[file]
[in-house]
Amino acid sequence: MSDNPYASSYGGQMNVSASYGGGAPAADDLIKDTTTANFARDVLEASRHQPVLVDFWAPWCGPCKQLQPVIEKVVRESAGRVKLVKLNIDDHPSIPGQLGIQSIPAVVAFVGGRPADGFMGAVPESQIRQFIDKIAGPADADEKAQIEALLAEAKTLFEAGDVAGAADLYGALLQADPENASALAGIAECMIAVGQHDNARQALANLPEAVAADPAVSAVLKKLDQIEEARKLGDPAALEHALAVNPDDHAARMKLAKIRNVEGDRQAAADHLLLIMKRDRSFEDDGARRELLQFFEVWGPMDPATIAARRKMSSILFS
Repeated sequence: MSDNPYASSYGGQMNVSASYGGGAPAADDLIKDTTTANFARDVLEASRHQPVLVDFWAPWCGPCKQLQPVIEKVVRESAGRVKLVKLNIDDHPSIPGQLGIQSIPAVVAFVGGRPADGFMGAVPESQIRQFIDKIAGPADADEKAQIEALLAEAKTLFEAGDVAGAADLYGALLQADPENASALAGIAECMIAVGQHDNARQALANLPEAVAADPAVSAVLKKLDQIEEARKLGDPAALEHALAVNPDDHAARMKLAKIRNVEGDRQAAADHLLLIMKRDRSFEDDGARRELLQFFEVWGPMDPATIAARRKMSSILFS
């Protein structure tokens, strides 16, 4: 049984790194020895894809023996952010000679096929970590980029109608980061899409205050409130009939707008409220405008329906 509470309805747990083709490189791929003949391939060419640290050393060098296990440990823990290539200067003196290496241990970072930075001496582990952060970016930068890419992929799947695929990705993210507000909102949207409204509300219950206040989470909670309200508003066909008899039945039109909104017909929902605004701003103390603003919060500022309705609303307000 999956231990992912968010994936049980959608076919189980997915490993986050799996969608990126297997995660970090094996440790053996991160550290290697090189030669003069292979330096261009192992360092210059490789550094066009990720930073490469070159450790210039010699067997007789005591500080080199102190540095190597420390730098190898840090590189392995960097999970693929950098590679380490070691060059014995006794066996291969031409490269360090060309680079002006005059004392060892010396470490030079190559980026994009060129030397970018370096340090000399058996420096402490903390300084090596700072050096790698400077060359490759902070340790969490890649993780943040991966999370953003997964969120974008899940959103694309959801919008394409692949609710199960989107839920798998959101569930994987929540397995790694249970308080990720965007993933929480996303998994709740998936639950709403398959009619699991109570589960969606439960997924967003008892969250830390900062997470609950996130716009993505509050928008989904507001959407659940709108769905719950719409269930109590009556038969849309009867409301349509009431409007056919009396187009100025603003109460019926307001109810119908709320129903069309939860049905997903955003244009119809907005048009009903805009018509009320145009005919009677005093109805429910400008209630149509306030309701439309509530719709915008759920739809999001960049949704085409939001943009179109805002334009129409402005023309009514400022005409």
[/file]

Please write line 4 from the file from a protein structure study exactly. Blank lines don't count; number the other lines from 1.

């Protein structure tokens, strides 16, 4: 049984790194020895894809023996952010000679096929970590980029109608980061899409205050409130009939707008409220405008329906 509470309805747990083709490189791929003949391939060419640290050393060098296990440990823990290539200067003196290496241990970072930075001496582990952060970016930068890419992929799947695929990705993210507000909102949207409204509300219950206040989470909670309200508003066909008899039945039109909104017909929902605004701003103390603003919060500022309705609303307000 999956231990992912968010994936049980959608076919189980997915490993986050799996969608990126297997995660970090094996440790053996991160550290290697090189030669003069292979330096261009192992360092210059490789550094066009990720930073490469070159450790210039010699067997007789005591500080080199102190540095190597420390730098190898840090590189392995960097999970693929950098590679380490070691060059014995006794066996291969031409490269360090060309680079002006005059004392060892010396470490030079190559980026994009060129030397970018370096340090000399058996420096402490903390300084090596700072050096790698400077060359490759902070340790969490890649993780943040991966999370953003997964969120974008899940959103694309959801919008394409692949609710199960989107839920798998959101569930994987929540397995790694249970308080990720965007993933929480996303998994709740998936639950709403398959009619699991109570589960969606439960997924967003008892969250830390900062997470609950996130716009993505509050928008989904507001959407659940709108769905719950719409269930109590009556038969849309009867409301349509009431409007056919009396187009100025603003109460019926307001109810119908709320129903069309939860049905997903955003244009119809907005048009009903805009018509009320145009005919009677005093109805429910400008209630149509306030309701439309509530719709915008759920739809999001960049949704085409939001943009179109805002334009129409402005023309009514400022005409």